How we work

Other key changes will happen within law firms themselves, generating a significant cultural and structural shift. Covid is sparking a major re-evaluation. Nearly every lawyer – across all generations – has adapted to working from home and it is unfathomable that we will return to the old order. This means workspaces will need to be completely re-thought; no longer can thousands of square footage dedicated to meeting rooms, in-house dining facilities and individual offices be justified. They are unsustainable economically and will be rejected by lawyers and clients, presenting an opportunity to change the working model.

Post-Covid-19, with heightened reliance on technology-driven services, it will be increasingly important that law firms are lean, nimble and capable of pivoting rapidly to meet changing markets. Huge overheads and real estate footprints will make this far more difficult to achieve.

How we use technology

Technology has shown itself to be a saviour, connecting us to colleagues and clients, enabling work to be executed seamlessly and with relatively little disruption. This has inevitably changed working patterns with people operating flexibly from home. While there will be a continued need for office space and face-to-face meetings, I can see a time when law firms adopt a more flexible model with employees booking desks on days that they need to be in the office. At the click of a button, technology such as Microsoft Teams and Zoom has also dramatically changed the way meetings are conducted across the globe, reducing the need for overseas travel and the world’s carbon footprint in the process. This will continue to be the norm rather than exception. And savings made on real estate can and should be invested in cutting-edge technology in the office and home working.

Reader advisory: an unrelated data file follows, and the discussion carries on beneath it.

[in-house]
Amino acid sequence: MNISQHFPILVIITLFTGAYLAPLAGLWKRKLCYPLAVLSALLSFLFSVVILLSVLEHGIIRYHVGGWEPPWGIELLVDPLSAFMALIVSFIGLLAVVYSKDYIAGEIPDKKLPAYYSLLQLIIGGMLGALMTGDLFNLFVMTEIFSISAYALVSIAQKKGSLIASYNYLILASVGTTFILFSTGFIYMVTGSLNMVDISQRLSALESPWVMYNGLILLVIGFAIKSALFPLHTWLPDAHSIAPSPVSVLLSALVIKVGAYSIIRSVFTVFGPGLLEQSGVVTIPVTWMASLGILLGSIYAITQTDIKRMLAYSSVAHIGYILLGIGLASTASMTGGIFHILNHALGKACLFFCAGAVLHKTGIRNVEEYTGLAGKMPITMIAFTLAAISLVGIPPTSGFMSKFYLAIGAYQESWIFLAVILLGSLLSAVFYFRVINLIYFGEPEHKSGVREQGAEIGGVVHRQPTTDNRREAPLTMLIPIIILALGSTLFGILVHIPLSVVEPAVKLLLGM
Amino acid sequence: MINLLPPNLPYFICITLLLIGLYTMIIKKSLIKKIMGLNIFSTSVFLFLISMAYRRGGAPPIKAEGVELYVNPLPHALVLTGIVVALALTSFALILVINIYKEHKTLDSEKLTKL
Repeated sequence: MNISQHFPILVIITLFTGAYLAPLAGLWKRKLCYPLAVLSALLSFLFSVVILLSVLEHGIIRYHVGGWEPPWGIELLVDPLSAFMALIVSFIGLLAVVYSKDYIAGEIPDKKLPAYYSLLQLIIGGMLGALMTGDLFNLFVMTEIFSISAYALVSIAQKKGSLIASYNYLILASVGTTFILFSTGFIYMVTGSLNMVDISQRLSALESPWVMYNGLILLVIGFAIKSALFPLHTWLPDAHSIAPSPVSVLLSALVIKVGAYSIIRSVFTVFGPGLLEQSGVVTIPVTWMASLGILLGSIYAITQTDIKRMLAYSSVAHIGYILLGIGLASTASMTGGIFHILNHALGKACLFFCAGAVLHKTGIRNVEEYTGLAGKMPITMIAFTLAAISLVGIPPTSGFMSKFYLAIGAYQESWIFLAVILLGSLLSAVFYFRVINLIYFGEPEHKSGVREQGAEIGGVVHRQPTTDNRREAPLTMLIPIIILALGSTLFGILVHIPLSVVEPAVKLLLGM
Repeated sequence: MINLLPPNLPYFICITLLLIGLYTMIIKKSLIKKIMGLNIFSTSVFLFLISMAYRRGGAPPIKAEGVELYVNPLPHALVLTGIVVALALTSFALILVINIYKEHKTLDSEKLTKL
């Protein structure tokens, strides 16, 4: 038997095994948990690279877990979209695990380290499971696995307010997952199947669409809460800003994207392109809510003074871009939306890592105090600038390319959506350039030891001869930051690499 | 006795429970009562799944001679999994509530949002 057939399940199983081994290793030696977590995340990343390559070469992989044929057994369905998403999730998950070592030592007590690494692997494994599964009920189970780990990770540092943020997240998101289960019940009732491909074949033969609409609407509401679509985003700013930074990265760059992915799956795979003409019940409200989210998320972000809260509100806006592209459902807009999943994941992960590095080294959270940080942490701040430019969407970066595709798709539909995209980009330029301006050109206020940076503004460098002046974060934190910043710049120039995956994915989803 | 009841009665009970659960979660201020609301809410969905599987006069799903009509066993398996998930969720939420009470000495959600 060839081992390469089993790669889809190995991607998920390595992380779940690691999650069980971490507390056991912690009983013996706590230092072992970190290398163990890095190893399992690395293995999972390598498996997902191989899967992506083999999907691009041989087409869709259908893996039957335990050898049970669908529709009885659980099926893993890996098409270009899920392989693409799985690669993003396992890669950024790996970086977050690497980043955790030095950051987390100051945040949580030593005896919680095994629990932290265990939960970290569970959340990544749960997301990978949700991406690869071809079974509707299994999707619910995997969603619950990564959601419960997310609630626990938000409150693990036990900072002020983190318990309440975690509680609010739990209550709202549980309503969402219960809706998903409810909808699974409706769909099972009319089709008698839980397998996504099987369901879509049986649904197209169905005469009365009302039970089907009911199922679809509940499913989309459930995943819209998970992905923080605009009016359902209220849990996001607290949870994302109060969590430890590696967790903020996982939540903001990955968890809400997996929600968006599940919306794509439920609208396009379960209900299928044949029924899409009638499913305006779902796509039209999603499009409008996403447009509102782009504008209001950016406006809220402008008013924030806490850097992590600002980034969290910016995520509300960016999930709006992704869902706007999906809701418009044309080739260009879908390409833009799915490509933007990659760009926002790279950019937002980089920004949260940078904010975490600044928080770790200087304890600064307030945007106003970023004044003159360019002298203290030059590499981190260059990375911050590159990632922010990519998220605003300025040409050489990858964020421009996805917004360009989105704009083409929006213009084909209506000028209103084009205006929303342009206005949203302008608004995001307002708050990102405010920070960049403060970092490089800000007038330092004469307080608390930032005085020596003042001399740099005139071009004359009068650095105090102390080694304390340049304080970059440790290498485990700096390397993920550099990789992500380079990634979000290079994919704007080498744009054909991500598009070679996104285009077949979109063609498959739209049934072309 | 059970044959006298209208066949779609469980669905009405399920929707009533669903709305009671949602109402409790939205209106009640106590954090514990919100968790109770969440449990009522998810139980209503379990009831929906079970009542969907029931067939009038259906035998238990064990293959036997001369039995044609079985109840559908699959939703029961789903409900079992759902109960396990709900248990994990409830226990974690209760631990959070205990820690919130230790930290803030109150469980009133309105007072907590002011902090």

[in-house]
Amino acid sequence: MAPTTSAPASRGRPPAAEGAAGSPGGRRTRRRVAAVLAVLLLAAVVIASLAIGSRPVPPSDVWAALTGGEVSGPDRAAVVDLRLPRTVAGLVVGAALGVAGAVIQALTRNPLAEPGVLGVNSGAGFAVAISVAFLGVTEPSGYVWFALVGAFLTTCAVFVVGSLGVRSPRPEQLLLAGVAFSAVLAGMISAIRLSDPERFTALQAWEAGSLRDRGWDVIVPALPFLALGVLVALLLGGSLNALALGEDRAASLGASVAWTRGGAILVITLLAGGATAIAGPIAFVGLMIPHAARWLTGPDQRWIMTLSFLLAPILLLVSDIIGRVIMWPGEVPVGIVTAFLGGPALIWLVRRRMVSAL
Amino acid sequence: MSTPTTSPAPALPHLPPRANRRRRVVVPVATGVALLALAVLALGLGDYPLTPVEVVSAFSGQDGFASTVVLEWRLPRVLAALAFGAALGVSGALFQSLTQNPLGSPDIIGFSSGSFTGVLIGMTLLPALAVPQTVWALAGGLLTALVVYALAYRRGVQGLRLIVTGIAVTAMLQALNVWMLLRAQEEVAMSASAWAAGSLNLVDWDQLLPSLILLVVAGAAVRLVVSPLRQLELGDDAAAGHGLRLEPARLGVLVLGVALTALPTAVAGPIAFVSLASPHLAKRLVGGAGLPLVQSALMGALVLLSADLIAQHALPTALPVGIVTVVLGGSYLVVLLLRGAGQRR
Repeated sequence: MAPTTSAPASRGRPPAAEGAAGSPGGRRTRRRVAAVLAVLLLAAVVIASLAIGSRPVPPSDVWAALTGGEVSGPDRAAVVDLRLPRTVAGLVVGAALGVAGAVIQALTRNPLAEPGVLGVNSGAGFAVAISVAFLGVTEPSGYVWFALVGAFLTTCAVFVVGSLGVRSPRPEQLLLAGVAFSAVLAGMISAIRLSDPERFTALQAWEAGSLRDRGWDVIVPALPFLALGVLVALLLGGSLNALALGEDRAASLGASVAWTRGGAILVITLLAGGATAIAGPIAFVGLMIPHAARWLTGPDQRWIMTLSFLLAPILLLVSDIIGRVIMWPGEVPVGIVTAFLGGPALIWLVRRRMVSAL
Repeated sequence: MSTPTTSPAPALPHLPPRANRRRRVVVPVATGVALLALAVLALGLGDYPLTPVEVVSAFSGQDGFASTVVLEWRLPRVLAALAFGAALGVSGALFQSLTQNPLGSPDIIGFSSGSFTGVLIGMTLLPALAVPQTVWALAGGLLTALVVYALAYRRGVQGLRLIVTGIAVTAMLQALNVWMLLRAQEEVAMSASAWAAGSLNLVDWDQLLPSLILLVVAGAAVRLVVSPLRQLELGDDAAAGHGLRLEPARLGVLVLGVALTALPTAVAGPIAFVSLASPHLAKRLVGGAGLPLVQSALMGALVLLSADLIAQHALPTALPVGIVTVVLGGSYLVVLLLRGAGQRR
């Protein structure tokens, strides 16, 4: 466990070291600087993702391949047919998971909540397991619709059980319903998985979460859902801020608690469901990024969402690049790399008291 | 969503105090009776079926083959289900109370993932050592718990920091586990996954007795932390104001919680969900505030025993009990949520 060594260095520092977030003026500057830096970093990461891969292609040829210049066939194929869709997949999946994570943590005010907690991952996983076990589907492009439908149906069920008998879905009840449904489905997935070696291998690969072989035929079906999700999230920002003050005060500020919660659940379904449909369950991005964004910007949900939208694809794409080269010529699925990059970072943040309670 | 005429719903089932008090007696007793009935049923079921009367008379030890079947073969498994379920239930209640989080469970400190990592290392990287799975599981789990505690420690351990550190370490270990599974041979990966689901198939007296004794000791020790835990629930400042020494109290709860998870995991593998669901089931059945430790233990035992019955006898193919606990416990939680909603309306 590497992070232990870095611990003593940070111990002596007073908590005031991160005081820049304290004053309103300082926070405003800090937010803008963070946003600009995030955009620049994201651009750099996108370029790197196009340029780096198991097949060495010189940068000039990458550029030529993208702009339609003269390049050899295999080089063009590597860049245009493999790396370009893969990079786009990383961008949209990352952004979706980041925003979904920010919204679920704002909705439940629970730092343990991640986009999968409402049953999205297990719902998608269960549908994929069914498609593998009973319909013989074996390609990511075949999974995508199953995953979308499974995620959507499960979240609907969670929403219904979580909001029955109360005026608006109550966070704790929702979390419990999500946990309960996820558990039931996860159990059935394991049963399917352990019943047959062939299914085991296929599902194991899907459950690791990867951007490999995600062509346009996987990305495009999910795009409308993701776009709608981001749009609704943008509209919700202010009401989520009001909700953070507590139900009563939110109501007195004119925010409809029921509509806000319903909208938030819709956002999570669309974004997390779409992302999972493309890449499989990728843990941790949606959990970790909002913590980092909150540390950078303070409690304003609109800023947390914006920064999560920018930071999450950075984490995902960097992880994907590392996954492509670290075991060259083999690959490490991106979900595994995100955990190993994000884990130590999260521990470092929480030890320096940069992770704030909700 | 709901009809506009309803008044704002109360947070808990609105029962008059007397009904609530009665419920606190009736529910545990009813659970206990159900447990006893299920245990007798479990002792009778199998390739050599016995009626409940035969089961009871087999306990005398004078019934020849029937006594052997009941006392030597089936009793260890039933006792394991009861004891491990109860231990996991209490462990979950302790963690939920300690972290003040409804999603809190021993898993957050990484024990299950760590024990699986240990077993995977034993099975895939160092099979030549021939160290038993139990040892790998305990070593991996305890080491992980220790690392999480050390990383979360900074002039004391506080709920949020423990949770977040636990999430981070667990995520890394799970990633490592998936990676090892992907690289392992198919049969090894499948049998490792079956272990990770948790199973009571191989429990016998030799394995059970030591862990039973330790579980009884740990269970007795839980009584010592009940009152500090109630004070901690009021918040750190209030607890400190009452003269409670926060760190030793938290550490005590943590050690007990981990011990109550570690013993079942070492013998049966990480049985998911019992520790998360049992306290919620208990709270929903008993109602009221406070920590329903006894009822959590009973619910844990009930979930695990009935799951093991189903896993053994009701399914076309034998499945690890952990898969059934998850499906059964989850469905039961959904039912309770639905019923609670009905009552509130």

Innovation

Many law firms already have innovation departments, implementing artificial intelligence mechanics in research and document assembly, practice management coordination and predictive coding. This will inevitably have an impact on how work is researched, creating efficiencies and an evaluation of what support structures will be needed. As employees become more tech-savvy and self-sufficient, the traditional role of the legal assistant, for example, will need to evolve and diversify.

The drive for efficiency and structural change, better use of technology and the ability to be more fleet of foot in meeting client expectations are just some of the fundamental characteristics that will be the hallmark of the modern law firm.

Sheryl Crow sang, ‘A change would do you good’. That’s never been more true for the legal industry than right now. Creating the blueprint for the modern law firm will be an exciting journey that should be embraced rather than feared. Prepare for the revolution.

Natasha Harrison is co-managing partner and London head of Boies Schiller Flexner